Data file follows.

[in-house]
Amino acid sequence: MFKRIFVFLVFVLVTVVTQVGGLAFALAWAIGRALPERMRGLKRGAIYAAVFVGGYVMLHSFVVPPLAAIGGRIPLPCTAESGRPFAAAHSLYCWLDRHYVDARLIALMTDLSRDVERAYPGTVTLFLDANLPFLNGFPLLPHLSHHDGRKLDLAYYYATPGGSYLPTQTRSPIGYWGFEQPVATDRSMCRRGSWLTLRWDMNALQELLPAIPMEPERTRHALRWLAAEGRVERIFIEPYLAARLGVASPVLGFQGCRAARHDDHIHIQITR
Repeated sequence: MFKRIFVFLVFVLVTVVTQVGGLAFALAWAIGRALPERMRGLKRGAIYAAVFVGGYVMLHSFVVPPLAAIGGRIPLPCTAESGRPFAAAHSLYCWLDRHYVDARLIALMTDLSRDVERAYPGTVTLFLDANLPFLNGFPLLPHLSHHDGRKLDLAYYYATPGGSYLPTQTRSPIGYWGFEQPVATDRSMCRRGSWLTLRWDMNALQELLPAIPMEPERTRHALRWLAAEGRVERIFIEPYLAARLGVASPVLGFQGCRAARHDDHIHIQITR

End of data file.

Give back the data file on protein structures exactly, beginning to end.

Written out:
[in-house]
Amino acid sequence: MFKRIFVFLVFVLVTVVTQVGGLAFALAWAIGRALPERMRGLKRGAIYAAVFVGGYVMLHSFVVPPLAAIGGRIPLPCTAESGRPFAAAHSLYCWLDRHYVDARLIALMTDLSRDVERAYPGTVTLFLDANLPFLNGFPLLPHLSHHDGRKLDLAYYYATPGGSYLPTQTRSPIGYWGFEQPVATDRSMCRRGSWLTLRWDMNALQELLPAIPMEPERTRHALRWLAAEGRVERIFIEPYLAARLGVASPVLGFQGCRAARHDDHIHIQITR
Repeated sequence: MFKRIFVFLVFVLVTVVTQVGGLAFALAWAIGRALPERMRGLKRGAIYAAVFVGGYVMLHSFVVPPLAAIGGRIPLPCTAESGRPFAAAHSLYCWLDRHYVDARLIALMTDLSRDVERAYPGTVTLFLDANLPFLNGFPLLPHLSHHDGRKLDLAYYYATPGGSYLPTQTRSPIGYWGFEQPVATDRSMCRRGSWLTLRWDMNALQELLPAIPMEPERTRHALRWLAAEGRVERIFIEPYLAARLGVASPVLGFQGCRAARHDDHIHIQITR